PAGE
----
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Women and Children: The Secret Weapons of World War I Propaganda Posters (TEXT and POSTER PHOTOS)


Society & Culture  (tags: WWI, posters, society, culture, family, women, children )

Carrie
- 409 days ago - collectorsweekly.com
Armistice Day is a time to reflect upon that defining moment at the end of World War I, at 11 a.m. on November 11, 1918, when soldiers stopped shooting at each other along Europe's Western Front.



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Comments

jess b (24)
Wednesday November 6, 2013, 4:03 pm
Very interesting war posters. "Enlist" got my attention. Thank you for posting.
 

Carrie B. (318)
Wednesday November 6, 2013, 4:06 pm
I have the two posters I used for the story photo. I'm sure they are reproductions, but a Navy recruiter gave them to me when I was his daughter's Browine Scout Troop leader in the late 1970's.
 

jess b (24)
Wednesday November 6, 2013, 4:15 pm
Wow Carrie! You might take them to the Antiques Roadshow, and find out?
 

Jason S. (57)
Wednesday November 6, 2013, 6:37 pm
Good posting, thanks
 

Jeanne Young (19)
Thursday November 7, 2013, 11:56 am
I confess to being a bit ambivalent about the use of women and children to "guilt-trip" or "shame" men into "doing their duty - - -" Sort of puts a different perspective on misogyny, eh?
 

Elizabeth M. (68)
Thursday November 7, 2013, 3:40 pm
There is quite a bit of difference between the posters of the First World War and the Second World War. Women were needed to work in the factories and run businesses. I guess that is how the poster 'Rosie The Riveter' came about. I do love that poster!!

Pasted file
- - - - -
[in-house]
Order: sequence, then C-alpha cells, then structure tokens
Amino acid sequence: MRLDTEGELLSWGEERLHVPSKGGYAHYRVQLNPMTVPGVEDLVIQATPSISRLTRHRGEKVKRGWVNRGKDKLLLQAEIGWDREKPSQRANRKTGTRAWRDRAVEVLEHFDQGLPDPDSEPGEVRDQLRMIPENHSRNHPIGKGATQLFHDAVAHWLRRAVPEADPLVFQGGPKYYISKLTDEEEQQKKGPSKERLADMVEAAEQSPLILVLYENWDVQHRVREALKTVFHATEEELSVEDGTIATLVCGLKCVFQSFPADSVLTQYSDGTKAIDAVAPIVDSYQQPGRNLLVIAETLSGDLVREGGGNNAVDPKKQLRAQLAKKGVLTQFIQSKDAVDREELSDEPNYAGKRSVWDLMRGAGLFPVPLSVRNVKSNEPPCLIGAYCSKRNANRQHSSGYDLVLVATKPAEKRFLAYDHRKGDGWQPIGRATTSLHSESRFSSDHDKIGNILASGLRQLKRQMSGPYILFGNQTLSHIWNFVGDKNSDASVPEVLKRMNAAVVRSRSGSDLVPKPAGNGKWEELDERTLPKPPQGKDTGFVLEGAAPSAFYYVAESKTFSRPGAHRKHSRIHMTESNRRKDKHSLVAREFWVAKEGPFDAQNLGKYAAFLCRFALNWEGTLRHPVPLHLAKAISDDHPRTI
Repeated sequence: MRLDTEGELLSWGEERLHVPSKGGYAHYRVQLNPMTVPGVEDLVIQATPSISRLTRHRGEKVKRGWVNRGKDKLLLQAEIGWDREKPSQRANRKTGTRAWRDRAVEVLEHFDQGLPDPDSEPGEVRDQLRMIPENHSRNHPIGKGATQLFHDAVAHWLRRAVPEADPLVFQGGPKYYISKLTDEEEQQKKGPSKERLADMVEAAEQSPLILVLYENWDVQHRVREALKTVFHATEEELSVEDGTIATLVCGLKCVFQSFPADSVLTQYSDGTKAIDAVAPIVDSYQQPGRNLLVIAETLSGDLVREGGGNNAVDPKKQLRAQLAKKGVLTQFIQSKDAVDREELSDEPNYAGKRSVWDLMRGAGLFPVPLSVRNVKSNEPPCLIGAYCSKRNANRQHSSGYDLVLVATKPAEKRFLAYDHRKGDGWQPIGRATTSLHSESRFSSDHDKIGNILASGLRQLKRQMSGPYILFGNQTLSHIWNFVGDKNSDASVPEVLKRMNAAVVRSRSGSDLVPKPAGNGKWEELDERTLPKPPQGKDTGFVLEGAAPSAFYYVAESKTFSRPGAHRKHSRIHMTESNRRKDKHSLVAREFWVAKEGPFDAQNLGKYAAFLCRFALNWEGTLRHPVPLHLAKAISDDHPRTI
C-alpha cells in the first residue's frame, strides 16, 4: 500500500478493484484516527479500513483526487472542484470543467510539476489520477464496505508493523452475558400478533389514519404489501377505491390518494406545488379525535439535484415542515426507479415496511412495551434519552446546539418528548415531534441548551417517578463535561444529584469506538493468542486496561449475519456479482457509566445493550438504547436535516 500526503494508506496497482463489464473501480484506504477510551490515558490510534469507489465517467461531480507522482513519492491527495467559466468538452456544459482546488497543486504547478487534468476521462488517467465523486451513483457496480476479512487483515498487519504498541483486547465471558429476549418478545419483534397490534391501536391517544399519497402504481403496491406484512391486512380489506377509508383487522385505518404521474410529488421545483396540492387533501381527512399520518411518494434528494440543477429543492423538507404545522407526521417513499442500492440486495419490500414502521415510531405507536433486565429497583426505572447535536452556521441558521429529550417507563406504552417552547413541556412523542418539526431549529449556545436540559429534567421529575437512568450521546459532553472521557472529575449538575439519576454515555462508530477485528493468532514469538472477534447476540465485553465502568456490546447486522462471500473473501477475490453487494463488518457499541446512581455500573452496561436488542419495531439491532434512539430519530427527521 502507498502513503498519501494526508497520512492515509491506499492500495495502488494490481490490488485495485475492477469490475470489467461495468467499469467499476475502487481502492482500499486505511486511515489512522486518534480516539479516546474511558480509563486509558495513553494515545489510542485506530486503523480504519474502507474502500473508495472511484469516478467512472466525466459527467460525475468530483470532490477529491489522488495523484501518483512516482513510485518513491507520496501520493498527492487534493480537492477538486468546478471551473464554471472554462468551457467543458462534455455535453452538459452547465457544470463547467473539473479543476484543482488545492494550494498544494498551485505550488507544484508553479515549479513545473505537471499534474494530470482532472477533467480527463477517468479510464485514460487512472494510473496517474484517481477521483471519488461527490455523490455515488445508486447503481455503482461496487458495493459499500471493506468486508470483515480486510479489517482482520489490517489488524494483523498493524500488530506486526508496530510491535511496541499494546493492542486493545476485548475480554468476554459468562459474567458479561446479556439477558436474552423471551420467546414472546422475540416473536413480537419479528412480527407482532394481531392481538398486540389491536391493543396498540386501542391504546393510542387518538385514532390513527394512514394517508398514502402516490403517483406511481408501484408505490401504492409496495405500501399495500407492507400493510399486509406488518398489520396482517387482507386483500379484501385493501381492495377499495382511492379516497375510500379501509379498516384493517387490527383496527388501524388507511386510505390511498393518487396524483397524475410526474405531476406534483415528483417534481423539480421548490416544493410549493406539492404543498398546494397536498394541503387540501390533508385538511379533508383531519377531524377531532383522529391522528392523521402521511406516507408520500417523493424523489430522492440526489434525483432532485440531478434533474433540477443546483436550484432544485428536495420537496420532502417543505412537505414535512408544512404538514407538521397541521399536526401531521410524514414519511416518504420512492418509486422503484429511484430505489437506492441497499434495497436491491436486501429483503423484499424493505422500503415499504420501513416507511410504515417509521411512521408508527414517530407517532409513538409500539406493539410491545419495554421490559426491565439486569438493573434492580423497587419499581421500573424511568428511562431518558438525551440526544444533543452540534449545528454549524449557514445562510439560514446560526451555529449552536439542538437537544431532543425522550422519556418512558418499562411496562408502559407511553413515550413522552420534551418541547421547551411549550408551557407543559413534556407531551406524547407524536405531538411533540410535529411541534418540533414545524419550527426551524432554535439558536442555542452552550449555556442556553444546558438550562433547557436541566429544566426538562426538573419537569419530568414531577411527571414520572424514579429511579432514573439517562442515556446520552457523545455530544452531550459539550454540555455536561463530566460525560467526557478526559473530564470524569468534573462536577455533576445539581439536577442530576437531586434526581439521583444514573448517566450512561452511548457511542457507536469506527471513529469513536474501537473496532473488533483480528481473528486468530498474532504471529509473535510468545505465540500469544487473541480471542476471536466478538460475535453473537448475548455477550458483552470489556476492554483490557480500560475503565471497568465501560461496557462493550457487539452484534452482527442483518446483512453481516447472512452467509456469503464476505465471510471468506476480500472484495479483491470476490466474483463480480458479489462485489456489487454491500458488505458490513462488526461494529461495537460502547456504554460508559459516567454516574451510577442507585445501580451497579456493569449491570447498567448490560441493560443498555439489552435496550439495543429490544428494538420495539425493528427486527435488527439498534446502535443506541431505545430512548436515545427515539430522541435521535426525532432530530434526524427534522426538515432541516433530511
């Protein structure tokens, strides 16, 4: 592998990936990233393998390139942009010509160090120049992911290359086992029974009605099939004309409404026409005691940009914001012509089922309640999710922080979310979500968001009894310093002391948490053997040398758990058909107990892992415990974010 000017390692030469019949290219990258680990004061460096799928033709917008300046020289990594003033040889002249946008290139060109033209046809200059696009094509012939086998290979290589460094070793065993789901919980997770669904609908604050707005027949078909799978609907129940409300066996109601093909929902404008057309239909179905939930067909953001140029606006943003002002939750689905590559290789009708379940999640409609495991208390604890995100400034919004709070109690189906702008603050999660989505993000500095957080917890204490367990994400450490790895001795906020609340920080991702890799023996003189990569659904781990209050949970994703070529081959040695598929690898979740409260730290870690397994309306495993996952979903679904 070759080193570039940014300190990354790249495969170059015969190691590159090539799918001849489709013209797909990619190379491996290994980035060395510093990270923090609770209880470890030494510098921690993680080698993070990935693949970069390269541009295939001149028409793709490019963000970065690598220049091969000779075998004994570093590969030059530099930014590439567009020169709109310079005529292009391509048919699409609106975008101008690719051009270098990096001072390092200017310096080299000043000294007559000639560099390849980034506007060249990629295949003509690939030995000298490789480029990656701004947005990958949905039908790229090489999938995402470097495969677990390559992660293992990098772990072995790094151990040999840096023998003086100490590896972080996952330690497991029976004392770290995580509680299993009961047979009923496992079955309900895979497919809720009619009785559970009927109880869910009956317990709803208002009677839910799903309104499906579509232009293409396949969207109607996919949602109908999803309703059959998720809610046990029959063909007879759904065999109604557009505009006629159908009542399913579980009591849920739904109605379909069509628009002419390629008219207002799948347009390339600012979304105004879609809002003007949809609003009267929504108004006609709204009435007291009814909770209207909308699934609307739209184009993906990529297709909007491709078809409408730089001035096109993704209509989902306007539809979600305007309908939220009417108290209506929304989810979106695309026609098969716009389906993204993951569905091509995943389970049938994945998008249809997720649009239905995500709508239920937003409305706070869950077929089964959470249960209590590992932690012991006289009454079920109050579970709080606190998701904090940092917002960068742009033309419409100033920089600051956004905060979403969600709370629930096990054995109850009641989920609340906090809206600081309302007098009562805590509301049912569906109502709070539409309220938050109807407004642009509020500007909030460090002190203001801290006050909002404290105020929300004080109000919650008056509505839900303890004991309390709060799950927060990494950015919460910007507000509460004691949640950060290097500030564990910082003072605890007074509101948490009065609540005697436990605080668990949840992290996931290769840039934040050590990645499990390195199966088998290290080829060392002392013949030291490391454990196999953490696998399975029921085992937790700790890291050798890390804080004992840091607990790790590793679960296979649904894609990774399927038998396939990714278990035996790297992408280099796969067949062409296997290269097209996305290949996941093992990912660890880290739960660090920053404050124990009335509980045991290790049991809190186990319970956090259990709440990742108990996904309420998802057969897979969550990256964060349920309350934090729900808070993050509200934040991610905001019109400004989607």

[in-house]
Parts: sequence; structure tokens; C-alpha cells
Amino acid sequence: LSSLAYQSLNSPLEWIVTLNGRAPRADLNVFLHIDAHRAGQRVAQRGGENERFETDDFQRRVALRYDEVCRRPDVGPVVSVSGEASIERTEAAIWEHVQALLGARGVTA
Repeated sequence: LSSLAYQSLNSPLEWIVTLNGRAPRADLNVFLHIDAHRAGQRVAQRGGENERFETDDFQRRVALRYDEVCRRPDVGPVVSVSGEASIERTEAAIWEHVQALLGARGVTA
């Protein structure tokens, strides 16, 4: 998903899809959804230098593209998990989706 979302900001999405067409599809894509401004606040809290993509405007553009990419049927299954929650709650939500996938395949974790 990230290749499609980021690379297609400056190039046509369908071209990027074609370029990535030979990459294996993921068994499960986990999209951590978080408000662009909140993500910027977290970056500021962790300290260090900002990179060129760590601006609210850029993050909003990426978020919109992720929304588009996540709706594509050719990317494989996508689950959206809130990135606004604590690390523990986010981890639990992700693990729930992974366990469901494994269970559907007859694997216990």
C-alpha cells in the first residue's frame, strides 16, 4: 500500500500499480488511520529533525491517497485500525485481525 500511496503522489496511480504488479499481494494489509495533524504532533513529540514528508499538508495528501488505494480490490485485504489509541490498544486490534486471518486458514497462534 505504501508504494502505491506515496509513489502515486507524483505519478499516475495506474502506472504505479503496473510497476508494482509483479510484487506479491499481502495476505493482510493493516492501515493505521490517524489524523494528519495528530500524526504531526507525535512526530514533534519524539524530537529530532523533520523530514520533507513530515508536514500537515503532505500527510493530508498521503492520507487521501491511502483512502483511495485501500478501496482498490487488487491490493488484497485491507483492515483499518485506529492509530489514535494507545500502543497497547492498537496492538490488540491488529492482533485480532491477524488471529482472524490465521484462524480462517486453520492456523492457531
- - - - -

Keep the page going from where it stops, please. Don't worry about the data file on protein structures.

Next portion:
Thank You Carrie XXX
 

BMutiny TCorporationsEvil (464)
Thursday November 7, 2013, 4:03 pm
The really, really original Rosie the Riveter image, was by Norman Rockwell for a Saturday Evening Post cover.
Rockwell portrayed an immensely powerful Woman Worker, at ease during her lunch break - it was modelled after the Prophet Isaiah as portrayed by MICHELANGELO on the Sistine Chapel ceiling! By commercial {phoney!} standards she was neither "pretty" nor "slender". But very, very real!
The more well-known poster, "We Can Do It", was just issued for a rather small company making aircraft parts, to "encourage morale".
It only became famous much later! The Norman Rockwell image was COPYRIGHTED, and his Estate didn't release it for the Feminist Movement to use.
Fortunately, VERY fortunately, Feminists came across the now-famous poster, a better choice {in my opinion!}, among other reasons because one can make so many variations on it, an older woman, a younger woman, a woman of Color, etc... and the slogan can also be adapted to circumstances...
 

Lyn Romaine (108)
Thursday November 7, 2013, 4:33 pm
Noted
 

Glenn Byrnes (192)
Thursday November 7, 2013, 4:56 pm
Noted.
 

A F. (132)
Thursday November 7, 2013, 6:50 pm
Thank you
 
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